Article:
“Migrants are very important, but the priority is Mexico” says, Mexican human rights activist


Alejandro Solalinde, who was one of the most emblematic figures in the defense of the human rights of migrants, believes that it is no longer possible to accompany the undocumented Central Americans in their efforts to reach the United States. Interviewed by the digital newspaper ElFaro.net , he says it is time to close ranks around the Mexican government and avoid at all costs that migration becomes a diplomatic problem for the administration of Andrés Manuel López Obrador. 

In February 2007, priest Alejandro Solalinde founded the Hermanos en el Camino shelter, in Ciudad Ixtepec, in southern Oaxaca. At the beginning it was a kind of sanctuary beyond the Spartan: dirt floor, a humble chapel that served as a dormitory for migrants and a tembleque galley, with a reed roof, under which dozens and even hundreds of people were stabbed daily undocumented It was cooked with firewood, placing a blackened pot on the stove, to create monumental stews, prepared by the migrants themselves, with the leftovers donated by a chicken farm and the vegetable to be defeated that Solalinde asked for as a gift in the municipal market.

The lodge was located next to the train tracks and the daily bust was dictated by the metallic sound of The Beast , which announced the arrival of migrants, or that it was time to wake up ad follow the route north. The place was emptied and filled in infinite cycles.

Those years were some of the toughest for migrants: nobody, or almost no one, came to the shelter without their own horror story: assaults, humiliations, beatings, rapes, and kidnappings. Then, Solalinde became an enraged voice: he accused the mayor of Ixtepec, the head of the local police, the governor of Oaxaca and the federal government of being crushing the undocumented, of allowing all those abuses to occur and being accomplices of the same. He said that the National Migration Institute (INM) was a “Los Zetas branch” and described all Mexican police forces as basically criminal organizations. He was unable to contain his anger at the right-wing Mexican governments of the PRI and the PAN, which he accused of being corrupt, inhuman, and cruel.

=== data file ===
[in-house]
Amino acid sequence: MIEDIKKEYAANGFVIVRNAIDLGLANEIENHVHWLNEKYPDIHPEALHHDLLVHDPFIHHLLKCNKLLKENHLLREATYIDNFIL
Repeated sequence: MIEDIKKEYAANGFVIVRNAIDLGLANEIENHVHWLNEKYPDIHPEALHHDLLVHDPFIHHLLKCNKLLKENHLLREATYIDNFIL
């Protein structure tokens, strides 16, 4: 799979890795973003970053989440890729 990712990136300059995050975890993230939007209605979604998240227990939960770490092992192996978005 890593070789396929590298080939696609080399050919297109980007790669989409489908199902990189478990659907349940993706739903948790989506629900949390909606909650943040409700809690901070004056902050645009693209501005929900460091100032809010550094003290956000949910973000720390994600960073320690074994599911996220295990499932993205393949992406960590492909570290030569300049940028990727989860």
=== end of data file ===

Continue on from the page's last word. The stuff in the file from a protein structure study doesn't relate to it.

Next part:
At the age of 62, he got on the death train to accompany the migrants, faced coyotes and kidnappers, received contempt from the citizens of Ixtepec, who saw him as protector of stinkers, was arrested, beaten, received threats from death … but Solalinde was immovable, unbreakable.

From that hot and sullen municipality, the priest built his image, based on his exploits and his stark denunciations. He ceased to be a town priest to be a first national and then world reference for the defense of human rights and solidarity.

Source: processo.com.mx. elfaro.net

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